Best Wishes to you both.

Annie

Helen Hardt said...

Hi Pat and Christina, and Happy Halloween!

Here's my question for you Christina -- would you rather cover Clive Owen in whipped cream or chocolate sauce? *big grin*

Helen

Christina Phillips said...

Hi tom foolery, thanks for your question! I'm very happy to be here!

Although I don't have music playing while I'm actually writing (I find it way too distracting!) there have been song lyrics that influenced me. Some years ago I watched some guy on the tv do a cover of Michael Jackson's She's Out of my Life. Now, I'd always loved that song but suddenly this entire story dropped into my head! It was freaky. Even though it never got anywhere, I still love that story so much!

More recently though I've been (very slightly *cough cough*)influenced by Meat Loaf's Bat Out of Hell. Again, always loved that CD and have played it so often I had to buy another one a few months ago as my original started to skip and stick.

But since I started writing erotic romance, I've had that CD on constant replay in the kitchen. Especially Bat Out of Hell and For Crying Out Loud. FCOL is definitely my fave at the moment, OMG those lyrics!!!!!!! They kill me every time.

Christina Phillips said...

helenmh - thank you for your question!

When I first started writing and was aiming at HM&B, before I sat down at the computer I would write a detailed outline, which included what was going to happen in each chapter, snippets of dialogue and where the chapter would end. Once I started the actual writing I would keep to my outline. No deviations!!! But i enjoyed it, so it worked for me.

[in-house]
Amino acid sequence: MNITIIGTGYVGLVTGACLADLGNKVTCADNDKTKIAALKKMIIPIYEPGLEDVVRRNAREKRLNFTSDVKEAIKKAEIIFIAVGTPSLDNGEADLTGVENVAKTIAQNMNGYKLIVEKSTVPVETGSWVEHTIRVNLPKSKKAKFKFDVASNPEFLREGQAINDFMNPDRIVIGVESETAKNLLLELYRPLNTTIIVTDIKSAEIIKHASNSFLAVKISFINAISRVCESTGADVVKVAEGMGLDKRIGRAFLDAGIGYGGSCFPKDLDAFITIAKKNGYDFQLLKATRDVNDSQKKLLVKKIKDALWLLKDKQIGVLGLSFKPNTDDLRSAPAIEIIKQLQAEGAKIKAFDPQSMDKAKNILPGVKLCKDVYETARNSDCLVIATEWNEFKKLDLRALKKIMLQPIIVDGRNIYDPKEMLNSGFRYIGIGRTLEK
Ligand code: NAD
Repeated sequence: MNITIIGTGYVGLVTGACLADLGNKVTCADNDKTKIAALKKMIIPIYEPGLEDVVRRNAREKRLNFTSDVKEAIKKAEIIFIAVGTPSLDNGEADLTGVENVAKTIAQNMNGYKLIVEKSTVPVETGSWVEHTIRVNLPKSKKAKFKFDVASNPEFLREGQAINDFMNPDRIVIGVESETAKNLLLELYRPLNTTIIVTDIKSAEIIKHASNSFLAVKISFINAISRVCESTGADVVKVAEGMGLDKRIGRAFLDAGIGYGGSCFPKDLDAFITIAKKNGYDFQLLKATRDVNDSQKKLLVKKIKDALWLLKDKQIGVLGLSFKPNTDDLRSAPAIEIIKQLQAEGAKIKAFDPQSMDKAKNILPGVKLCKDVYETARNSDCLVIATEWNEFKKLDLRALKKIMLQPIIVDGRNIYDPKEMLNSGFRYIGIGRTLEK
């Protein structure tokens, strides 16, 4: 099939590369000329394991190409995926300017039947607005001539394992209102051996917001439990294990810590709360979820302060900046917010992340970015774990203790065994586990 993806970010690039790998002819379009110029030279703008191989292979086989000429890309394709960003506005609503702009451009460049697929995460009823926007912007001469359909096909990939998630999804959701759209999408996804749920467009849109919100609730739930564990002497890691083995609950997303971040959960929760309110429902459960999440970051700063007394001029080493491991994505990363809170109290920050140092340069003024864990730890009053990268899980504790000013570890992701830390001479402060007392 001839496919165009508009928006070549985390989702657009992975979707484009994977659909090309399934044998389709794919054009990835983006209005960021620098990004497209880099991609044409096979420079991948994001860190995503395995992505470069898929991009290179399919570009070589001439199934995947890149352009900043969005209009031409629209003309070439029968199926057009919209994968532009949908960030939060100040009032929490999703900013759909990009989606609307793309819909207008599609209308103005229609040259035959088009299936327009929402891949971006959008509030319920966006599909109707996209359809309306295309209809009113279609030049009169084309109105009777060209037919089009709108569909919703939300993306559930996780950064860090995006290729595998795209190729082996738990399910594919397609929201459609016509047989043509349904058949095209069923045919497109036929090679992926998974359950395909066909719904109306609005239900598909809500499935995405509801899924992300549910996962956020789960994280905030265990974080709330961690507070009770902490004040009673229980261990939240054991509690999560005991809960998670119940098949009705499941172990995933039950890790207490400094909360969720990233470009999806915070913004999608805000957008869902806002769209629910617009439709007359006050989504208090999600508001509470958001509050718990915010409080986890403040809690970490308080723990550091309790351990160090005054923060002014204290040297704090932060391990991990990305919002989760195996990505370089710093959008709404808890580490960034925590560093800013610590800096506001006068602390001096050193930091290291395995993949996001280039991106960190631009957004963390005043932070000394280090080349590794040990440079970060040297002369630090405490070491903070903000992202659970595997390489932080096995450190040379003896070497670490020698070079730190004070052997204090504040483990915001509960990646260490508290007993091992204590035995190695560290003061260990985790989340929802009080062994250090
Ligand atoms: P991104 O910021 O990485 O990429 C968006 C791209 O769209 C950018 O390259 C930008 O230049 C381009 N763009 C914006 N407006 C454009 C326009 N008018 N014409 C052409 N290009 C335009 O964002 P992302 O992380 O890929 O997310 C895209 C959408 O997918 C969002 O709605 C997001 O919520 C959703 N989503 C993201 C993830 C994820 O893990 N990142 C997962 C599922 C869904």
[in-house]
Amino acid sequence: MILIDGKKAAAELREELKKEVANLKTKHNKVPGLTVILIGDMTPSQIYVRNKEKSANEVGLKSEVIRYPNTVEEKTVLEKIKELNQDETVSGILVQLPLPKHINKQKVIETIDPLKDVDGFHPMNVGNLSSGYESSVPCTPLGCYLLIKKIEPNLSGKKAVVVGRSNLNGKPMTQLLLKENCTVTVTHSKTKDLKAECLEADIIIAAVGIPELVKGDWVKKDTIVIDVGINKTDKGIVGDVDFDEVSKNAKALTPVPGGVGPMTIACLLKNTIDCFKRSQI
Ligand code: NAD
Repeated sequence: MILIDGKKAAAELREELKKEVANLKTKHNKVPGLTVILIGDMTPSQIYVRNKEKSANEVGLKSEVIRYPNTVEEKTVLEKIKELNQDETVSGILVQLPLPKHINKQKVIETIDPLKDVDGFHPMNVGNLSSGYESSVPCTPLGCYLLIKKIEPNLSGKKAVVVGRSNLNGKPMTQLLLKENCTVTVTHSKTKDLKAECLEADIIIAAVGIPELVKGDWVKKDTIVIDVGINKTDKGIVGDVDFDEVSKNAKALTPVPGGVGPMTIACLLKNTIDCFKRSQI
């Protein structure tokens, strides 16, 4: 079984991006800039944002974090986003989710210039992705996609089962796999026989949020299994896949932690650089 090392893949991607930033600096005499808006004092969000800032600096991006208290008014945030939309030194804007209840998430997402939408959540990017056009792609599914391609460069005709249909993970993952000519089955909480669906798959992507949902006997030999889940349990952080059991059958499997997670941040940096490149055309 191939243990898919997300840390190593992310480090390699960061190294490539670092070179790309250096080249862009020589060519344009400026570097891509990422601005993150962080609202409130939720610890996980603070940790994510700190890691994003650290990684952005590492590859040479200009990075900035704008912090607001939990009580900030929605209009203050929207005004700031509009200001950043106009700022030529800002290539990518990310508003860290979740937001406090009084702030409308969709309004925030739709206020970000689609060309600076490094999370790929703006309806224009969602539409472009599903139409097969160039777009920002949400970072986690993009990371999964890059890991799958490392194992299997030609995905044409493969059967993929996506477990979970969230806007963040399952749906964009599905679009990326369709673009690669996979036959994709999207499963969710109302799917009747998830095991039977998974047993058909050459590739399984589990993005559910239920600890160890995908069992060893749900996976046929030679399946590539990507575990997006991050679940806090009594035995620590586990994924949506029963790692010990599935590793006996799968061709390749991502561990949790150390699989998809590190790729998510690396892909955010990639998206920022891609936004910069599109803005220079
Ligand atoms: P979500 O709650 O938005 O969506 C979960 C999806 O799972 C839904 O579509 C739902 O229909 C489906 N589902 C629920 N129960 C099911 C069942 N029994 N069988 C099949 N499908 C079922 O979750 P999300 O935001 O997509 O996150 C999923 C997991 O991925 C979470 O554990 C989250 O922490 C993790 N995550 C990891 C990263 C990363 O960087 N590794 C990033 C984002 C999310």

However, looking back I can see that with each subsequent book I outlined less each time - although they were still very detailed and I knew exactly how everything would tie up and how they got their HEA.

Then I wrote a paranormal and was shocked to discover my brain couldn't cope with a detailed plotline ahead of time. So although I knew very loosely where I was going, my outline only consisted of rough notes and reminders of what I was supposed to include in the book - at some point!!

In my current book, I have NO idea what's happening next. I started with a very basic premise - the Roman invasion of Cymru. I have no outline at all, only vague notions of what might be happening up ahead (this is a full length novel). I'm half way through it, and am still not quite sure how this couple will get their HEA!!

Ideally, I would prefer to have some kind of outline so I know where I'm going and how it's all going to tie up at the end. But on the other hand this flying into the mist is very exciting (albeit terrifying at the same time)and I cling to the hope that my muse (or the girls in the basement!) know what they're doing!!

Christina Phillips said...

Hi Kaye, thanks for your question!

Prior to FoF I wrote two lighter paranormal romances (full length novels). Although they had elements of time travel, witches, priestesses and one of them had a really delicious villain I'd like to resurrect one day(!) the overall tone was, I think, more like my contemporary romances, and the heroines were regular modern women.

However, when I decided to write erotic romance my tone darkened (I could blame Meat Loaf here. *evil chuckle*)I'm not sure why, but I suddenly discovered a side to my writing which I hadn't known about before!!! (or maybe it was my subconscious telling me something through my dreams?)